Wednesday, September 14, 2011

Reading and modifying OS X plist files on the command line

OS X uses plist files to store configuration information - you can think of them as OS X's version of the windows registry.

To read a plist you can use:
defaults read /Library/Preferences/
and similarly to write a value to a plist
sudo defaults write /Library/Preferences/ SomeKey -bool TRUE
sudo defaults write /Library/Preferences/ SomeKey -string "somevalue"
and delete
sudo defaults delete /Library/Preferences/ SomeKey
You can also use plutil to dump an XML version to stdout:
plutil -convert xml1 -o - filename.plist
as well as convert between binary and XML formats. Xcode also ships with a plist editor (standalone prior to XCode 4, built-in since then).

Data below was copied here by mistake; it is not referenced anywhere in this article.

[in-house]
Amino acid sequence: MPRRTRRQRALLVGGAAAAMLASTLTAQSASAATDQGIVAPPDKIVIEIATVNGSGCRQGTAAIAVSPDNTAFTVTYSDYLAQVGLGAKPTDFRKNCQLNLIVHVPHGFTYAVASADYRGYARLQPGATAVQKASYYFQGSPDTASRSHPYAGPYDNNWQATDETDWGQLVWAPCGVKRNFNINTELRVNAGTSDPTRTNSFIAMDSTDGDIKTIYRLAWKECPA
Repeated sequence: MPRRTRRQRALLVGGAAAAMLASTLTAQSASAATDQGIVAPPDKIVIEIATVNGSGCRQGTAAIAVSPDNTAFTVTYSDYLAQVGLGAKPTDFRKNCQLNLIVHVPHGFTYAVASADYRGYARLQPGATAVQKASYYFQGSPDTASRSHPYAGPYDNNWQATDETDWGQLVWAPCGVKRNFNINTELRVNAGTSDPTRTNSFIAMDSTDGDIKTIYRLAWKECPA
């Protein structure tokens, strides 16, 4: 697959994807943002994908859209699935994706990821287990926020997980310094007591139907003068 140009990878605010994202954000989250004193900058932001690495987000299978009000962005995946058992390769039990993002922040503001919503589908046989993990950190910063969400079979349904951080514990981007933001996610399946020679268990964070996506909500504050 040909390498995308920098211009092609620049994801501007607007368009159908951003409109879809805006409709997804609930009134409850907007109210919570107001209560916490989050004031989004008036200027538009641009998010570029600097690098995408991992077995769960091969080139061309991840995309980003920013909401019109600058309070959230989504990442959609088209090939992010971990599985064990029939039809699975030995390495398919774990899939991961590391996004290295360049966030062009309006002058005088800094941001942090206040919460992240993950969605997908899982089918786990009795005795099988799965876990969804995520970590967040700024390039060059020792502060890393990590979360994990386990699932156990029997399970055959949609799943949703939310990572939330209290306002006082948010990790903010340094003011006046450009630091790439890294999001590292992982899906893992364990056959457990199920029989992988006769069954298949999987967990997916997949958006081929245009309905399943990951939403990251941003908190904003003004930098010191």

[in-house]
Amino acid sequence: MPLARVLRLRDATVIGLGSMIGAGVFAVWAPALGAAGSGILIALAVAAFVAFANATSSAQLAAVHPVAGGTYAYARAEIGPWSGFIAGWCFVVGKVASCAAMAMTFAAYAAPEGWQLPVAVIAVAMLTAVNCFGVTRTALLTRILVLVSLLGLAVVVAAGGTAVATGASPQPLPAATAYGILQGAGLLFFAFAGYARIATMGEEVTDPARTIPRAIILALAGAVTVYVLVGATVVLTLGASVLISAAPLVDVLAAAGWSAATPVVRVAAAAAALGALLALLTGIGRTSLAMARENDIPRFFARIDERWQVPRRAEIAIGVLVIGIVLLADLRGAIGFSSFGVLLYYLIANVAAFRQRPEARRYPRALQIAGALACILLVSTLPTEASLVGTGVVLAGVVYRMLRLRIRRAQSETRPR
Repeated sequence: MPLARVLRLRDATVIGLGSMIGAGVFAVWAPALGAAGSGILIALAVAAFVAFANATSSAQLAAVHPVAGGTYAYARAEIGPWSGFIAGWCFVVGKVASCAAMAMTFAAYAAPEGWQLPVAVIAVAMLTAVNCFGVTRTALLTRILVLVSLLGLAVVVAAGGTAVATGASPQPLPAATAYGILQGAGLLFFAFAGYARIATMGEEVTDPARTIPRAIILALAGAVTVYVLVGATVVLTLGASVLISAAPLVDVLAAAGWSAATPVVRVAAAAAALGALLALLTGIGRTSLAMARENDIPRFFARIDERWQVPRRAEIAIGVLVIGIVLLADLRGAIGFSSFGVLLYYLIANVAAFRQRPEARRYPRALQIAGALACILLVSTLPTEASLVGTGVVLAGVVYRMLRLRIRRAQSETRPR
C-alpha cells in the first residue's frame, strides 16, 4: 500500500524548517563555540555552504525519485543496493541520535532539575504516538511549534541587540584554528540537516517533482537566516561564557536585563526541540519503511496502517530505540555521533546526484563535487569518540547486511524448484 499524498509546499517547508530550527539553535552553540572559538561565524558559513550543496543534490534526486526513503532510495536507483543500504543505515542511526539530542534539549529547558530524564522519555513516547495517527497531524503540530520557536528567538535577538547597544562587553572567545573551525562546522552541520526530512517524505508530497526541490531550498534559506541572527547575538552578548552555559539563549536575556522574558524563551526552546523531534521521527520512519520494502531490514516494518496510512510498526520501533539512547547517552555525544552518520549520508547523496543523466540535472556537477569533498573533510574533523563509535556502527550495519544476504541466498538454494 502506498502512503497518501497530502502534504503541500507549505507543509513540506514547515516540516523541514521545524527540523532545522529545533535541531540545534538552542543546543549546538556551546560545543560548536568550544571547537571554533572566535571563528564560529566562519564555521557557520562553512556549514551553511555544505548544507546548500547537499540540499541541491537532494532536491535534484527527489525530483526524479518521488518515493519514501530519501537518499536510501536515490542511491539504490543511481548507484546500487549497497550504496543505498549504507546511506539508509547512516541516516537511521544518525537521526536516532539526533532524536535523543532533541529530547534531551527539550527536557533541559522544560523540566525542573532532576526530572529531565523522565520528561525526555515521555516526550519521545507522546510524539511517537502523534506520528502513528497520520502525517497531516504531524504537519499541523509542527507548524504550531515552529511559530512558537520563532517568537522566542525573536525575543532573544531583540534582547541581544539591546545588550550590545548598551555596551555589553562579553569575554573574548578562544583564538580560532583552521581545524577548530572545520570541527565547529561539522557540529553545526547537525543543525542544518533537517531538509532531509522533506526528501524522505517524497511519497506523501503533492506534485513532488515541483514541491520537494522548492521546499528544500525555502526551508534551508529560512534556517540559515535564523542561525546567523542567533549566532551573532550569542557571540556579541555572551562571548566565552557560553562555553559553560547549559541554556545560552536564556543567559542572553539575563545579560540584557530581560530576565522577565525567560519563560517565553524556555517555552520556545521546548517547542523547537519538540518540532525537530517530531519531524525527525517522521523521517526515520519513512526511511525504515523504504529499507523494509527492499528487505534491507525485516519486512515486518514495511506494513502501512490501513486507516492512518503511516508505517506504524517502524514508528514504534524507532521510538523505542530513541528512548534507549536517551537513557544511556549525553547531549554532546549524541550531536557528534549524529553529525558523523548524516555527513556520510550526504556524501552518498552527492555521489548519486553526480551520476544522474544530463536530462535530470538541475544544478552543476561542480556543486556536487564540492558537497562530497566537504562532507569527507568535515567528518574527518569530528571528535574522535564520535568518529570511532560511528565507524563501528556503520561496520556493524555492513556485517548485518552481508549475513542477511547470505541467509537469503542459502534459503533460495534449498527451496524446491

And if that wasn't enough there's also PlistBuddy, here's an example command to print a particular key 'BluetoothVersionNumber':
/usr/local/bin/PlistBuddy -c Print:BluetoothVersionNumber /Library/Preferences/


Anonymous said...

"Xcode also ships with a plist editor."

Well, it did for Xcode < 4.3. There is no longer such a beast, which is why i started a search that landed me on your blog. Thank you, as i was otherwise coming up empty.

Anonymous said...

Thanks, first result on google for a reason!